This study is the first to show a linear decrease in IIa/IIx hybrid fibers as exercise volume increases in runners, but an exponential decrease with increasing preferred racing distance. This finding led specifically to the conclusion that in endurance runners, the proportion of IIa/IIx hybrid fibers is influenced by training volume and is further modulated by running speeds typically associated with the preferred racing distance. Furthermore, training distances below 65 km·wk−1 did not appreciably decrease the proportion of IIa/IIx hybrid fibers, despite the endurance nature of the training, whereas training distances above 70 km·wk−1 were clearly associated with a low proportion of the fast-twitch hybrid fibers. This is also the first study to show a positive linear relationship between I/IIa hybrid fibers and increasing training volume in runners and greater proportions of MHC I within the I/IIa hybrid fibers in those runners training more than 70 km·wk−1.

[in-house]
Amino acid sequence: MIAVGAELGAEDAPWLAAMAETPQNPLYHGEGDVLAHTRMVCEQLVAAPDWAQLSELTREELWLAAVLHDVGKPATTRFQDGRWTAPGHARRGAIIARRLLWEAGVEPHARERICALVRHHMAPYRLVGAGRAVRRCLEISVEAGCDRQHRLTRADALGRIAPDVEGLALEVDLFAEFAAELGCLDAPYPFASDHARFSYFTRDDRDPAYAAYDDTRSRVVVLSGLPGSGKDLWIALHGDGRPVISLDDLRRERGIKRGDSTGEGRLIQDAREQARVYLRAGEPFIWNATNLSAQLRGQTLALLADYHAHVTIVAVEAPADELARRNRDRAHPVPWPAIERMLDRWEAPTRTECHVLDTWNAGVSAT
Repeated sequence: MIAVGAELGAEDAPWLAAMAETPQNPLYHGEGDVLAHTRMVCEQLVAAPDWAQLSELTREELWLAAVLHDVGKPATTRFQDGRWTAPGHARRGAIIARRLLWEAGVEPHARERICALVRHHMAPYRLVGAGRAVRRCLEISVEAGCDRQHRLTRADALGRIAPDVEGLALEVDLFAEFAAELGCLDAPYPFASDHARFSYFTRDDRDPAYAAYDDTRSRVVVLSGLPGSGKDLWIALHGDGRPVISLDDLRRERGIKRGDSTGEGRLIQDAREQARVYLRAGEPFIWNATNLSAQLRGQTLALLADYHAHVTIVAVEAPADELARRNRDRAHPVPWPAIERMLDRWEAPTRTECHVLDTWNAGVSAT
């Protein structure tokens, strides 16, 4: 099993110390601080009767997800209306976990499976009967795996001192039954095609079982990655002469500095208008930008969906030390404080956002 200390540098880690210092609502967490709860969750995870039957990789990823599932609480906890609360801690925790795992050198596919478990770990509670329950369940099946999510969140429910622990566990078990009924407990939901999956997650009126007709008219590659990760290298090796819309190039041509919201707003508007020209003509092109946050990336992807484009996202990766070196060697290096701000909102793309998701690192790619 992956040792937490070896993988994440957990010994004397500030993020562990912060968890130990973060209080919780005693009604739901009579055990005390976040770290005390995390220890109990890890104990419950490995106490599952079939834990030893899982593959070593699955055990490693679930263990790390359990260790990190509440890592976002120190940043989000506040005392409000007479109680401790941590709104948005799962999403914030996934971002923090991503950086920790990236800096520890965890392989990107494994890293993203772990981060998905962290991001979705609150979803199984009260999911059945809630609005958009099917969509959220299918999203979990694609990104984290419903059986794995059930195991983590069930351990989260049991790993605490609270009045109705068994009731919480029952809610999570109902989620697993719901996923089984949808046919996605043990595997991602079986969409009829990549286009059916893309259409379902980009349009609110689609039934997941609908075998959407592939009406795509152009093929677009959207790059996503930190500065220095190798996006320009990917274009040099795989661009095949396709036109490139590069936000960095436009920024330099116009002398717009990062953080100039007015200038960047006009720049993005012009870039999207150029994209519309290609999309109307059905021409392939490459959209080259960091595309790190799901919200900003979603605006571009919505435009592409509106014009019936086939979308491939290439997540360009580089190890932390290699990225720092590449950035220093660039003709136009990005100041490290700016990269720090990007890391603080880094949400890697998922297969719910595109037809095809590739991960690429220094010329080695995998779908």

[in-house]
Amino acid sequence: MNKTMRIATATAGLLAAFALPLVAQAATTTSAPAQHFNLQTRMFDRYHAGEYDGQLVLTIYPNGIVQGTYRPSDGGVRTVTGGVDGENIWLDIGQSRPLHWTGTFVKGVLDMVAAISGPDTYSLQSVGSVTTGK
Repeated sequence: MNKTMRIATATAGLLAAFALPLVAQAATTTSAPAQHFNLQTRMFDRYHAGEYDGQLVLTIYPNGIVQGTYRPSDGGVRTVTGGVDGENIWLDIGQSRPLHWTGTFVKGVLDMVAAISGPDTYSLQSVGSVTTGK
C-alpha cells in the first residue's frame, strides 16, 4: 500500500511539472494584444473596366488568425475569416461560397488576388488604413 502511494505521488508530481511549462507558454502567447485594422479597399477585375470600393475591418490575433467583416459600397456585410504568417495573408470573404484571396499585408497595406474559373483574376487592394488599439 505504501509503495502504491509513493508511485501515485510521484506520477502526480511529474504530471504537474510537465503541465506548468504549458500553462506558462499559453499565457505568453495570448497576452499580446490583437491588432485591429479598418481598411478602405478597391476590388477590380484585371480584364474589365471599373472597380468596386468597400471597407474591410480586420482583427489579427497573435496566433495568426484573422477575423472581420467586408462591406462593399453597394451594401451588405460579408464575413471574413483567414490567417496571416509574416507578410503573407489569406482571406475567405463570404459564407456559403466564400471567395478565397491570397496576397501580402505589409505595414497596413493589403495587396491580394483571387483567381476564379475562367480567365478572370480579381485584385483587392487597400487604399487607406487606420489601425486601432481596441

This study was supported by the Harry Crossley grant (K. H. Myburgh) and the South African National Research Foundation and the Swedish International Development Agency's bilateral program (K. H. Myburgh and B. Essen-Gustavsson). We would like to thank the Swedish Institute for a scholarship awarded to Tertius Kohn during a study period in Sweden. A special thank you goes to Bengt Saltin and Jesper Andersen for their financial and technical support during the study period of Dr. Kohn at the Copenhagen Muscle Research Centre, Denmark. The authors want to sincerely thank the subjects who participated in this study.
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Keywords:©2007The American College of Sports Medicine
SINGLE FIBERS; ELECTROPHORESIS; MYOSIN HEAVY CHAIN; TRAINING VOLUME